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Active Energy CEO Richard Spinks visits Northern Peninsula

Active Energy CEO Richard Spinks met with Roddickton-Bide Arm mayor Sheila Fitzgerald on Sept. 19.
Active Energy CEO Richard Spinks met with Roddickton-Bide Arm mayor Sheila Fitzgerald on Sept. 19.

NORTHERN PENINSULA, NL – Discussions are proceeding to bring a pellet plant operation to the Northern Peninsula.

Richard Spinks, CEO of Active Energy Group, says the provincial government is currently reviewing its proposal, which would give the company a 20-year forestry lease covering almost all of the Northern Peninsula.
In May 2017, the Telegram reported that Active Energy, a London, UK-based company, had reached an agreement in principle with the provincial government.
The operation would manufacture wood pellets as part of its CoalSwitch product – a form of biofuel designed to replace coal at existing power plants with no retrofitting.
Spinks was in the St. Anthony area last week and sat down with the Northern Pen to provide an update and discuss the proposed operation.
He believes everything is now in the provincial government’s hands.
“We think we’re now at the stage where we’ve done everything we need to do,” said Spinks. “And then it would be up to the government to decide.”
He adds this would be a cabinet decision. Active Energy doesn’t know how long it will take for government to approve its plans.
Spinks believes the company would employ approximately 63 full-time positions in the region; however, this number doesn’t factor in additional employment the operation would bring.
Spinks says it doesn’t include employment for any of the forestry activities; the company will contract those jobs out to existing logging firms on the Northern Peninsula.
These are firms Active Energy is already familiar with; thus, harvesting will be conducted entirely by local operations, he said.
There would also be some initial part-time employment to set up Active Energy’s operations on the Northern Peninsula. And the number doesn’t include ancillary services, such as transportation.
Spinks says the company is considering two locations: Roddickton for the plant and sawmill, and St. Anthony for the wharf.
Of the 63 jobs, he estimates 65 per cent would be in Roddickton and 35 per cent in St. Anthony. Under this hypothetical arrangement, the pellets would be produced in Roddickton and then driven to St. Anthony to be shipped out to markets in Europe.

The group is reviewing what it would take to get Roddickton’s plant and sawmill up and running.
“It could be that those funds invested in that plant previously were not lost – it could be that jobs could happen quicker,” Spinks said.
He estimates it would take about 120 days to get it operating.
Active Energy is also looking at a wharf in St. Anthony that Spinks says the company would negotiate for once it is available.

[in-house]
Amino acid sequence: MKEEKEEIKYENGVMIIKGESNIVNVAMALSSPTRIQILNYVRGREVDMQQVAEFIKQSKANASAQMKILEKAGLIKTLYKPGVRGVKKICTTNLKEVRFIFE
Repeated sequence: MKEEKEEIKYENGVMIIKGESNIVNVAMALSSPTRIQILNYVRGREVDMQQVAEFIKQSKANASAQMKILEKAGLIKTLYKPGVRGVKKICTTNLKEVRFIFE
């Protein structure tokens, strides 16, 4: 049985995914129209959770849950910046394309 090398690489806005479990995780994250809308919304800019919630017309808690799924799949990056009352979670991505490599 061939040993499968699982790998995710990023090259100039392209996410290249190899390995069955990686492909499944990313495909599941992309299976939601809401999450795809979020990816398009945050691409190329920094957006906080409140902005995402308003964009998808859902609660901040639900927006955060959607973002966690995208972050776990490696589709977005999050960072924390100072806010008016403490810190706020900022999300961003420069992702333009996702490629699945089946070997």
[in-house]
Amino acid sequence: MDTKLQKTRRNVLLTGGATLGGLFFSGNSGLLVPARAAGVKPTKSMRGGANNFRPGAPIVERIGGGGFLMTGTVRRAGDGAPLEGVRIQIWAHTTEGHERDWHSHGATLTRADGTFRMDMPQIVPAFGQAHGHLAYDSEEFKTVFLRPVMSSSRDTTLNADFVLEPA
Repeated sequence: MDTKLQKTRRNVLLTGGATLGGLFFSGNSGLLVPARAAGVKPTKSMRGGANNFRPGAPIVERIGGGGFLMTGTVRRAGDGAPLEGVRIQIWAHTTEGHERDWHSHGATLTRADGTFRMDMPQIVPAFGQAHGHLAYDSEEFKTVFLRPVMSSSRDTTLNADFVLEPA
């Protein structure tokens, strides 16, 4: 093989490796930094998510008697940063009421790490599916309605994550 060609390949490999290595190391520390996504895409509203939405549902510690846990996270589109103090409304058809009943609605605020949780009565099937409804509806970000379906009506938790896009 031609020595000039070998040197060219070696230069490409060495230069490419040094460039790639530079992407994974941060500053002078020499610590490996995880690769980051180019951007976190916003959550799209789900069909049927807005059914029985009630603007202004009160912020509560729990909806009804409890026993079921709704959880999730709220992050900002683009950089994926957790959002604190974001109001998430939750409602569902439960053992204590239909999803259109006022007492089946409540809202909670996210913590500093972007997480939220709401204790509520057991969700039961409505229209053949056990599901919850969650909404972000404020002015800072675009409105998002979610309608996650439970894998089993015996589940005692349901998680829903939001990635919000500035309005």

He estimates five to seven company vessels would come into St. Anthony harbour per year.
Spinks believes the province has a resource here that is not being utilized. He feels Active Energy’s role in this operation would be to provide the infrastructure, funding, and a market to enable the province to successfully harvest this resource, in turn creating employment and boosting the economy.
In terms of managing and preserving the Northern Peninsula’s forests, Spinks says the Canadian government is very careful and there are strict rules in place dictating what can be done, how it can be done, where it can be done, and when.
“Canada is one of the most significant forestry nations in the world and they know exactly, perfectly well how they should manage their forestry,” he said.
He adds that Active Energy is working with Canadian advisors who are involved in every step of the process as they liaise with government. Spinks believes the biggest concern is respect for the caribou population.
But people will continue to have their usual access to the land and its resources.
“We’re not buying it, we’re not owning it,” said Spinks.
During his visit to the region, Spinks also met with Roddickton-Bide Arm mayor Sheila Fitzgerald on Sept. 19.
Fitzgerald believes a pellet plant operation in Roddickton would mobilize the town and provide hope to alter an expected population decline by 2036, as identified in the Harris Centre report.
“This could mean our children staying, young families from away returning home to raise their children, and a workforce equipped to care for our aging seniors,” she said. “This will mean economic development opportunities for the entire Northern Peninsula, providing both direct and indirect benefits.”
Active Energy intends for the Northern Peninsula pellet plant to just be one of a number of operations throughout the province.
Spinks says the provincial government would guide the company where to go next.

stephen.roberts@northernpen.ca

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